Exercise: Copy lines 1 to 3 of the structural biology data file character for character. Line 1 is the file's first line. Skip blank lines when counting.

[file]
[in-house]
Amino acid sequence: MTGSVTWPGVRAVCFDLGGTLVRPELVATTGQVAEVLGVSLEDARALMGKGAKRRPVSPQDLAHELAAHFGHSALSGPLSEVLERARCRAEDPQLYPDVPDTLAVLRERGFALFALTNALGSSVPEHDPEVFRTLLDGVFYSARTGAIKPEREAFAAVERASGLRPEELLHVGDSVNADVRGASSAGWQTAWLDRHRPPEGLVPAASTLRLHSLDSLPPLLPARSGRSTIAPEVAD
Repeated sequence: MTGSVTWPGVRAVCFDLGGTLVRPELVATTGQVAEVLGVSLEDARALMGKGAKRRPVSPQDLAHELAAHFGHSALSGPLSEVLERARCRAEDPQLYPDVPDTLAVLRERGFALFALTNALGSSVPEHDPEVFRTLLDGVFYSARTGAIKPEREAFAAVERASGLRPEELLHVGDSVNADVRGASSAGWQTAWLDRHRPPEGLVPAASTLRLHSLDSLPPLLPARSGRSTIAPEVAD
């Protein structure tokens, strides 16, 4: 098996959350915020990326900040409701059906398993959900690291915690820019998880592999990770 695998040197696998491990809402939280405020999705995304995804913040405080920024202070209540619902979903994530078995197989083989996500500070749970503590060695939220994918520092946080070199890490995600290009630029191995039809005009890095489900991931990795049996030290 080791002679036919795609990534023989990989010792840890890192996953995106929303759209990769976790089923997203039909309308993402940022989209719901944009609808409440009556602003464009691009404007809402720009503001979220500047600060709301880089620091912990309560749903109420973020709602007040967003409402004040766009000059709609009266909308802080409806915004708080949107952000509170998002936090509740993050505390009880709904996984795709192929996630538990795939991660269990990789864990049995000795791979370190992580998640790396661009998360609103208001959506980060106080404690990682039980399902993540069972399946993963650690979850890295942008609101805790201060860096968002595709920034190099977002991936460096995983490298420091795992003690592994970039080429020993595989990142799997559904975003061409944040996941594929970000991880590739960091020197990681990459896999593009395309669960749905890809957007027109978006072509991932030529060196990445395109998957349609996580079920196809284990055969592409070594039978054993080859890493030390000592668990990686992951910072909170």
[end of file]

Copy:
[in-house]
Amino acid sequence: MTGSVTWPGVRAVCFDLGGTLVRPELVATTGQVAEVLGVSLEDARALMGKGAKRRPVSPQDLAHELAAHFGHSALSGPLSEVLERARCRAEDPQLYPDVPDTLAVLRERGFALFALTNALGSSVPEHDPEVFRTLLDGVFYSARTGAIKPEREAFAAVERASGLRPEELLHVGDSVNADVRGASSAGWQTAWLDRHRPPEGLVPAASTLRLHSLDSLPPLLPARSGRSTIAPEVAD
Repeated sequence: MTGSVTWPGVRAVCFDLGGTLVRPELVATTGQVAEVLGVSLEDARALMGKGAKRRPVSPQDLAHELAAHFGHSALSGPLSEVLERARCRAEDPQLYPDVPDTLAVLRERGFALFALTNALGSSVPEHDPEVFRTLLDGVFYSARTGAIKPEREAFAAVERASGLRPEELLHVGDSVNADVRGASSAGWQTAWLDRHRPPEGLVPAASTLRLHSLDSLPPLLPARSGRSTIAPEVAD